Central African Republic Crisis

When her home was burned down by armed men, Germaine fled for her life.

She crossed the Ubangi River and eventually made it to the Democratic Republic of Congo. Now living in exile, she longs to start over and build herself a new home.
Photo: ©UNHCR/John Wessels

Clashes between armed groups have driven people like Germaine from the country. Bringing the overall number of displaced Central Africans to over 1.5 million.

Please help these families find safety and survive.


including new community shelters for internally displaced families

Essential supplies

like mattresses, blankets and kitchenware

Livelihoods assistance

to distribute emergency supplies and expedite life-saving food, medical care and water

What’s happening in the Central African Republic?

In 2013, hundreds of thousands of men, women and children fled their homes in the Central African Republic (CAR) in desperation, many seeking refuge in neighbouring Cameroon, Democratic Republic of the Congo and Chad. They arrived in dire condition, having walked for days with little water or food. Many refugees showed signs of brutal attacks and extreme malnutrition.

The situation had been improving to a safer and more secure environment since the violence of 2013, but unfortunately violence sparked once again in May 2017. With fresh and fierce clashes between armed groups—more than 1 million Central Africans have been forced to flee their homes—the highest level of displacement since violence broke out.

UNHCR is working across the country to provide life-saving protection, distribute essential items and set up new community shelters. We’re also on the ground in neighbouring countries—helping refugees survive and support themselves, long into the future.

How has the situation in CAR changed over the last few years?

Refugees and internally displaced people had begun to return home. After 2016, there was steady improvement in the area, however, this was once again interrupted by insecurity and violence. Places that had not been affected by violence before were now dangerous.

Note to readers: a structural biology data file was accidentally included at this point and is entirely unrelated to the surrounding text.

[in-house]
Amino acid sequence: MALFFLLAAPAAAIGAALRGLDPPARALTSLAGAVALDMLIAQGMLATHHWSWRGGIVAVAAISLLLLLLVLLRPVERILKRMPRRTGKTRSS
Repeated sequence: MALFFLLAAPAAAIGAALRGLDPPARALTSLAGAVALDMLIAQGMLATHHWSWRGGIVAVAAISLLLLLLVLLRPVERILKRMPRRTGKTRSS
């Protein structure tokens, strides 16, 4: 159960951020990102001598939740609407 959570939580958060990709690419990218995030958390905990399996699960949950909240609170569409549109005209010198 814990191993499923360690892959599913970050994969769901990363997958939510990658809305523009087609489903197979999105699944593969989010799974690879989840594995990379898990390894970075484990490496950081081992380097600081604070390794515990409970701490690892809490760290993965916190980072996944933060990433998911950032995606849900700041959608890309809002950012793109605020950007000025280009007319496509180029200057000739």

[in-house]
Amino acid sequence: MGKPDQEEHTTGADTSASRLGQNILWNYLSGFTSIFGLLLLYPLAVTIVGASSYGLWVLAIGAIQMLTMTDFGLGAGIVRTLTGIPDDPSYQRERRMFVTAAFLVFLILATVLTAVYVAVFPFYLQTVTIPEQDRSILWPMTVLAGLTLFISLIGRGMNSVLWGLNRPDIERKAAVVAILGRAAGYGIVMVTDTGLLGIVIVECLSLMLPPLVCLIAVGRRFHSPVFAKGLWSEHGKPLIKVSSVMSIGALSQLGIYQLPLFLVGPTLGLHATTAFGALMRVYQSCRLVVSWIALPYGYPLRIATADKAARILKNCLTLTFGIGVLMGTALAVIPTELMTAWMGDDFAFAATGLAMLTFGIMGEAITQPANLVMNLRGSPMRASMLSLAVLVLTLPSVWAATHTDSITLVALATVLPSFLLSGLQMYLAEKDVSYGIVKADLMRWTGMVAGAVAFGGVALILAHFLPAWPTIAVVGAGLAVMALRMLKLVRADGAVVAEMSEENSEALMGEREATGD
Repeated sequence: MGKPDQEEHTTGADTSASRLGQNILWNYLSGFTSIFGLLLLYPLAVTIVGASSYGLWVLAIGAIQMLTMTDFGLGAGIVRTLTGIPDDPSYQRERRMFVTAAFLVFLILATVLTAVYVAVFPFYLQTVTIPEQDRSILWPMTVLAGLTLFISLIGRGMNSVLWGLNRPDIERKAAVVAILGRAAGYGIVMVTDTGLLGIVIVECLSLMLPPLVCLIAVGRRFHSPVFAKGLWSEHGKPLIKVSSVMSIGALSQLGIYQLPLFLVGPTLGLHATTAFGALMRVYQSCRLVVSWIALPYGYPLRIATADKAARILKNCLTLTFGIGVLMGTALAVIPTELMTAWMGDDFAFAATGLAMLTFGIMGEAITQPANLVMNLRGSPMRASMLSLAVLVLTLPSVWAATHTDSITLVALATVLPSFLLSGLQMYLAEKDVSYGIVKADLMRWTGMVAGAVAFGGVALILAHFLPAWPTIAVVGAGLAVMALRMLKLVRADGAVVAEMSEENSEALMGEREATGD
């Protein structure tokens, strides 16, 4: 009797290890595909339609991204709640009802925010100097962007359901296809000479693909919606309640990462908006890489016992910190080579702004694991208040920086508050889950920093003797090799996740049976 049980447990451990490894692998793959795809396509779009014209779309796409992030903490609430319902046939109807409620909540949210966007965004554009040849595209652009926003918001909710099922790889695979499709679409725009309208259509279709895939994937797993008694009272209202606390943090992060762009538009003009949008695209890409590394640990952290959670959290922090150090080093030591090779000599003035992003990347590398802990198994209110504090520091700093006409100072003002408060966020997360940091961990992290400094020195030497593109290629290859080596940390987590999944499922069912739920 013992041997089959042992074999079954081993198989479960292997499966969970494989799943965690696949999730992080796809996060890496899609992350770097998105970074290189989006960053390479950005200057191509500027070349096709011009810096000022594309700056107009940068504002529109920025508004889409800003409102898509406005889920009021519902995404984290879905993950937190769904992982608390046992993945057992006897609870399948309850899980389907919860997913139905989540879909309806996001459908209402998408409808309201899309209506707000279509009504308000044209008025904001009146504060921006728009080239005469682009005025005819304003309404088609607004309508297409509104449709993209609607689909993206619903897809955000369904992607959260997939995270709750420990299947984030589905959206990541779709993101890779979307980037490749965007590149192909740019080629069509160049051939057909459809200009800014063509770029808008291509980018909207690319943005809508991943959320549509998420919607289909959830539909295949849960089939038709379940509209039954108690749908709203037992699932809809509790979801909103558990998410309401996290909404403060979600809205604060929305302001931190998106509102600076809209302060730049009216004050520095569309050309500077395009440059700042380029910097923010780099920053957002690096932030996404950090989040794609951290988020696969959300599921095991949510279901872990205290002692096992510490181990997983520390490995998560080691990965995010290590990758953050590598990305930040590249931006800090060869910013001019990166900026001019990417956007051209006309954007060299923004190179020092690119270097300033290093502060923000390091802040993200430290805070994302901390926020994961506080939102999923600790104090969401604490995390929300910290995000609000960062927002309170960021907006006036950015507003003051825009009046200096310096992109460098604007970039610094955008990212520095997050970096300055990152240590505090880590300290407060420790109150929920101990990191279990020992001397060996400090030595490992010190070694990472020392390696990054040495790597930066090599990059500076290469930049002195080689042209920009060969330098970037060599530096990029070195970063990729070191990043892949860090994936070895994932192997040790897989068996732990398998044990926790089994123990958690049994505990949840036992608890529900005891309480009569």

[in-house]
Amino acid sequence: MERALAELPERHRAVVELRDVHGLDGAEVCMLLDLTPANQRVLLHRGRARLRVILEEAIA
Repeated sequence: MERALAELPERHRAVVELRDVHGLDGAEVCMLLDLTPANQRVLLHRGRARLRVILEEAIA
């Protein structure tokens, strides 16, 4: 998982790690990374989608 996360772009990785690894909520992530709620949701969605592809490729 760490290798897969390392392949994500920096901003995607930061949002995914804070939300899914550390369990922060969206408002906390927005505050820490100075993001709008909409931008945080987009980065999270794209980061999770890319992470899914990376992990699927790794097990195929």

What’s the situation in the villages they’ve left behind?

Many villages in CAR lie deserted, with houses burnt, cattle stolen and fields of coffee, manioc and peanuts looted and vandalized by armed groups.

How are families fleeing?

Thousands of people walk for weeks and hide in the forests in a desperate bid to escape, sometimes with nothing to eat or drink. Those who arrive at sites for the displaced have witnessed traumatic scenes of violence, and malnutrition rates have risen to serious levels.

Where are families fleeing to?

Today, CAR continues to experience sporadic surges of violence forcing CAR refugees to remain in neighbouring Cameroon, Chad, the Democratic Republic of the Congo, and the Republic of the Congo, with smaller numbers in Sudan and South Sudan. In addition to the refugees, over 700,000 people have been forced to flee inside the country.

Where can I access the latest data and reports?

CAR Operations—for latest on UNHCR’s relief work to protect displaced people inside the Central African Republic.

Did you know many refugees from CAR escape in canoes, or walk for weeks with little food or water to sustain them?

Cash assistance provides support to Central African refugees.

Lucie, 36, stand with her family near her house at Inke refugee camp, Nord Ubangi Province.

She was forced to flee her home in the Central African Republic in 2013, after armed men attacked her village. Fearing for her life and for the safety of her family, she escaped to the Democratic Republic of the Congo, together with her husband and nine children. After a harrowing journey, they reached Inke refugee camp, a place they have called home ever since. Lucie and her family were selected to receive cash assistance from UNHCR. The $150 grant helped Lucie set up her own retail business and send her eldest child to secondary school.

“Since we came to the camp, my husband and I have been struggling,” she says. “Without the aid we have been receiving, I don’t know what would have become of my family. This money is changing our lives already,” Lucie says.

Photo: © UNHCR/Ghislaine Nentobo

Donate Today
Please help refugee families and internally displaced people in the Central African Republic.

Donate Today
Please help refugee families and internally displaced people in the Central African Republic.

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